By Sarah Mortimer
LONDON, July 4 (Reuters) - The European Commission must scrap the idea of mandatory capital requirements for pension funds, Britain's pension industry said on Thursday, after a study found UK business could be hit with a 150 billion pound ($226 billion) bill if they were introduced.
Michel Barnier, European commissioner in charge of drafting business regulation, dropped a bid to make pension funds subject to the same capital rules as banks and insurers in May, but said he would propose alternative pension fund legislation in the autumn, fuelling speculation a similar plan might resurface.
The Commission has championed capital rules such as Solvency II for the insurance industry - which requires companies to hold enough funds to pay out for a once-in-200-years catastrophe - in a bid to prevent a repeat of the financial crisis.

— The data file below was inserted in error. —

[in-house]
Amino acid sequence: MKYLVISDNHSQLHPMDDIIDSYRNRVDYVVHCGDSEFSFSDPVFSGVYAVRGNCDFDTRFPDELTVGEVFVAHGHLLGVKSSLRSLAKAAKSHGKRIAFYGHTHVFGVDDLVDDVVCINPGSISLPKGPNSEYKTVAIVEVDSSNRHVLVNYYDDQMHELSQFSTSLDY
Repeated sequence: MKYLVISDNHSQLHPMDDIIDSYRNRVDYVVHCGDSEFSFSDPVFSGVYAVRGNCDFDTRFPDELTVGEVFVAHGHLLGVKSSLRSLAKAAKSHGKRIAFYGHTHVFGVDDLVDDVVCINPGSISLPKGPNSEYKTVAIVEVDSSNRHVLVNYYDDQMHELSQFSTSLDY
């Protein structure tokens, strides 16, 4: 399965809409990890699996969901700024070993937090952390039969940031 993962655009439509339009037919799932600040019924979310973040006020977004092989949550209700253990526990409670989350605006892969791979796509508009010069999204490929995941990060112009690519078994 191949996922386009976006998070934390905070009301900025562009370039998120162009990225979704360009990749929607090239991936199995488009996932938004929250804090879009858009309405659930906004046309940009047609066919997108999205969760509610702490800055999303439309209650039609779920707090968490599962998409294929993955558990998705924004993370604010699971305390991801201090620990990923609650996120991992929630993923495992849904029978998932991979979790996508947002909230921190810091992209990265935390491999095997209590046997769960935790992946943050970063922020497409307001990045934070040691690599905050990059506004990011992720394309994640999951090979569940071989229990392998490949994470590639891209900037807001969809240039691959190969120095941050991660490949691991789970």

In a study published on Thursday, the European pension watchdog said Solvency II-type rules would increase UK pension fund deficits by around 150 billion pounds.
The watchdog - the European Insurance and Occupational Pensions Authority (EIOPA) - said it still supported the idea of imposing extra capital requirements on pension schemes to safeguard current and future pension payouts to the retired.
However, Britain's pensions industry body said the costs showed Barnier's proposals should be abandoned for good.
'It is a relief that Commissioner Barnier has postponed these plans for now, but this report underlines the need for them to be scrapped completely. They must not be revived,' said James Walsh, lead EU policy advisor at the National Association of Pension Funds.
($1 = 0.6638 British pounds)
(Editing by Mark Potter) Keywords: EUROPE PENSIONS/BRITAIN
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